Review Summary: A disappointing effort from the best prog rock act in Poland.
Given that we recently elected a couple of neo-Nazis to the European parliament, I should probably go easy on the immigrant jokes, but never mind; Riverside are the best thing to come from Poland since corner shops that sell imported Cheetos. Even in a genre and scene where there's not really a shortage of good bands, they stand out a mile for their talent and ambition, and you can only respect the fact that they already have three great albums under their belt. Four, if you include the singer's solo album last year, under the name Lunatic Soul.
And yet, there's been a slight hint of regression about the band's career to this point. Having started in prog rock territory, the band moved toward metal on their third record (2007's Rapid Eye Movement
), and over the course of the transition, lost a few things - complexity, uniqueness, subtlety, even confidence. These are all things you'd expect a band to gain as they get older, but they'd taken a small step backwards. Still, Rapid Eye Movement
was a very good album all the same, and the fans seemed willing to write off the flaws as growing pains.
Sadly, Anno Domini High Definition
suffers from the same problems on a much deeper level, and worse still, it brings one major, unexpected new problem to the table. Somehow, on their fourth album, their grasp of the English language has got worse
This defies all logic. Riverside have been recording music in their second language for 8 years now, and have never had any problems with writing interesting, intelligible lyrics before. Why would they suddenly start to have problems now? Lord knows, but that's what's happened. As "Hyperactive" bursts into life following a short piano intro, the vocals appear in stop-time, leaving you nothing to focus on but the awful, awful lyricism. The high res next gen wonderland? I hope my sell-by date didn’t expire yesterday? Sung in that
falsetto? Yikes. Perhaps it's simply the case that the band are trying too hard, but either way, it clangs like you wouldn't believe - I felt myself visibly cringe listening to it. Luckily, the lyrics do improve later on, but that opening track does throw one fact into sharp relief - each Riverside album before this had better lyrics.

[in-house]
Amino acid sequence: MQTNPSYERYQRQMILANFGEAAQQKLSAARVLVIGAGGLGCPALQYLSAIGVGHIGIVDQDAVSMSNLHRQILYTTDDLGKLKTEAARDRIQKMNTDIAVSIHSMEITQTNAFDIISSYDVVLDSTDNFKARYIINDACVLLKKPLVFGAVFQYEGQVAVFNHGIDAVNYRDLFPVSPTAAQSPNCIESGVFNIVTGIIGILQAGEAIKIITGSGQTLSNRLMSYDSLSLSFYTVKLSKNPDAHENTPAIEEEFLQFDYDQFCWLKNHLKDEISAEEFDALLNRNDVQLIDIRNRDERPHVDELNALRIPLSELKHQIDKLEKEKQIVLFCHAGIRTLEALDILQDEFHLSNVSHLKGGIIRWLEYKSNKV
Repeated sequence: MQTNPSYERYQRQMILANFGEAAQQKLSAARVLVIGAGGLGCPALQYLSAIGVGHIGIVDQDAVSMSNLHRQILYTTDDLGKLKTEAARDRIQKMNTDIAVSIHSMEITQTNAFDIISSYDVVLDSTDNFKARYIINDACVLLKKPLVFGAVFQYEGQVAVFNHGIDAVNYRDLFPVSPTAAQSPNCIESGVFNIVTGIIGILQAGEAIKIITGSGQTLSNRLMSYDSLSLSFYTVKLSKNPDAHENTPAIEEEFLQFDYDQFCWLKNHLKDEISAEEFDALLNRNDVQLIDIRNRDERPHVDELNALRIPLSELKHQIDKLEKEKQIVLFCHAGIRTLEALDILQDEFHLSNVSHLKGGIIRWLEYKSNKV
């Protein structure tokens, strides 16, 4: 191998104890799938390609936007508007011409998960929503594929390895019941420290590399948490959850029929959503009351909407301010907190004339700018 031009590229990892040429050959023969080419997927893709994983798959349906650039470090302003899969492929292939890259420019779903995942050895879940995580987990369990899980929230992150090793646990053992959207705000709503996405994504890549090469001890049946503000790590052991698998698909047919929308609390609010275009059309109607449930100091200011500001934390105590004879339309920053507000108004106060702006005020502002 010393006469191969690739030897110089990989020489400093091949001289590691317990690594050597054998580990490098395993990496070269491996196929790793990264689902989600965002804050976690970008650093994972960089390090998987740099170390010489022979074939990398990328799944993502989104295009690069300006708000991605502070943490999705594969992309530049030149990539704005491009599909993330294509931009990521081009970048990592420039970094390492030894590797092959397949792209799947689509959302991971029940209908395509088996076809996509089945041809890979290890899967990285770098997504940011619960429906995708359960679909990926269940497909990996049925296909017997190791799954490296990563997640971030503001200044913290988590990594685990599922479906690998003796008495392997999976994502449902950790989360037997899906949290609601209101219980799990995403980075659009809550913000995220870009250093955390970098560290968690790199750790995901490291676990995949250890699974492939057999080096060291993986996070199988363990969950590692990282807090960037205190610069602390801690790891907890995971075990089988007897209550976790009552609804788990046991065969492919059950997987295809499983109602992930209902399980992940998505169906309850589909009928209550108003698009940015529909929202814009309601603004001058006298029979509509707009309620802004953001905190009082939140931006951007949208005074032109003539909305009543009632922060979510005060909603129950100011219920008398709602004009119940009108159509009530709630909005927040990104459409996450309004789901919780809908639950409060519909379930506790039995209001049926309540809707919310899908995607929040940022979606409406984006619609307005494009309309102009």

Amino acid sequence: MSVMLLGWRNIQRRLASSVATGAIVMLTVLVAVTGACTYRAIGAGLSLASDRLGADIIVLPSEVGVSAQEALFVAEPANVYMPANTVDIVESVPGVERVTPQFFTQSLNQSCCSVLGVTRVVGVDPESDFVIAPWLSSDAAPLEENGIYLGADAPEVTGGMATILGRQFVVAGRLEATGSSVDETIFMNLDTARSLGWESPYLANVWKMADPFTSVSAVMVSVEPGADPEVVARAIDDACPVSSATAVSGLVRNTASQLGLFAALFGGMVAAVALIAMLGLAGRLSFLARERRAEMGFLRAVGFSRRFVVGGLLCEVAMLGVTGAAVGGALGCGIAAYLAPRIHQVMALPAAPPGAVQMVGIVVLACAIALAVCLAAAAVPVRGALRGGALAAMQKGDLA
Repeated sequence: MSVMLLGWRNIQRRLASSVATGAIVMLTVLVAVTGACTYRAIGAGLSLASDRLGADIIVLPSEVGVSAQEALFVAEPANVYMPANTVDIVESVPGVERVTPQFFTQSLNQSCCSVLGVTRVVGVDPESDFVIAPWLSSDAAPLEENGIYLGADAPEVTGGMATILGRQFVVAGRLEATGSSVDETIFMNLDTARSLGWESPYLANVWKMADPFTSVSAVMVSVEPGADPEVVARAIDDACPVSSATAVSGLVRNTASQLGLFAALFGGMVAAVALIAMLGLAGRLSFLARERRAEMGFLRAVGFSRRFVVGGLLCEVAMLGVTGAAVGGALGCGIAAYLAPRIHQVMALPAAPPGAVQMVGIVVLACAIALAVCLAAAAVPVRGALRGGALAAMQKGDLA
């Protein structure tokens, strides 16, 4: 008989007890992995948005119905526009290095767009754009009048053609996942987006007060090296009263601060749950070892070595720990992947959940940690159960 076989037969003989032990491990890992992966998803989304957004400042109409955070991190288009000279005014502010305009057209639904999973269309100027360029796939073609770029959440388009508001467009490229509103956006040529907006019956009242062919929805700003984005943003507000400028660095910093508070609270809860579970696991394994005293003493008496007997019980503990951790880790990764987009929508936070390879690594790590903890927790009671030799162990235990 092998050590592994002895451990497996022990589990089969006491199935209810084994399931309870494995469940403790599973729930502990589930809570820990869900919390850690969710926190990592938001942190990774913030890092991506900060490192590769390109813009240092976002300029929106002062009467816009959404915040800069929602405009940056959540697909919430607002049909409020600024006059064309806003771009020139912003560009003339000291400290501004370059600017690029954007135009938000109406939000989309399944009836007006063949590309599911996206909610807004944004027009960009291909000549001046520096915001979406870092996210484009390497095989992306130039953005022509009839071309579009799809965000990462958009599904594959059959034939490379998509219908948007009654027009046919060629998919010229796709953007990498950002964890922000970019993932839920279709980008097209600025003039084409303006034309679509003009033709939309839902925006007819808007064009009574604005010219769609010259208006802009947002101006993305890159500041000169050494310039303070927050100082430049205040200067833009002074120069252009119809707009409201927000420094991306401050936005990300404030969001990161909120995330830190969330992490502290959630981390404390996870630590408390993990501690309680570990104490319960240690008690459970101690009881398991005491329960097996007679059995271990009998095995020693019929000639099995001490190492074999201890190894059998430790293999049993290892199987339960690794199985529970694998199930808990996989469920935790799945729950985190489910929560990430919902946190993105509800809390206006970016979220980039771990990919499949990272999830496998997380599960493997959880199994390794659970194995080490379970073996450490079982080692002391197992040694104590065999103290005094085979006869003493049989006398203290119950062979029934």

It's thus left to the music to carry the album, which for the most part, it does - but again, the signs of regression appear. Like Rapid Eye Movement
, this represents a step down from the album before it in terms of maturity, something that the new sounds they introduce don't help. In fact, some of those new sounds are likely to alienate their fanbase - one particular section in the middle of "Egoist Hedonist" is likely to send some people running for the hills, screaming meaningless phrases like 'sell-out' and 'nu-metal'. There's Draiman-esque vocal spits and scratches, a brass section that could have been lifted from Streetlight Manifesto, and a nimble, funky guitar riff underneath it - for all the world, this section could have been lifted from Fungus Amongus
Keyboards also find their prominence on Anno Domini High Definition
, much more so than on any other Riverside album. Album standout "Left Out" displays this throughout its instrumental second half, as does "Egoist Hedonist", by occasionally sounding like Faithless when it's not sounding like Incubus. It's tempting to criticize the band for using the presets on Reason (which they do at least twice), but the keys, and the way the band blend them with their always-excellent lead guitar playing, is the most interesting thing about this album, and the only area where the band have kicked on and progressed. Some of the organ sounds move the band into Deep Purple territory, which is a prospect much more likely to appeal than Disturbed.
is far from a bad album, and their fans can take encouragement from the fact that the flaws on this record are easy ones to fix. It's similarly encouraging that with their new-found affection for keyboards, the band seems to have found a new sound to exploit in future. Riverside probably need one more great album to move beyond the comparisons to Pink Floyd and Porcupine Tree that have dogged them throughout their career, and there's no reason to think that their next outing won't be the one that cements them as their own band. This, however, is a slight disappointment from a band who, at one point, seemed destined to become one of the best in the world. They still might, but they'll need to put songs like "Hyperactive" behind them, and soon.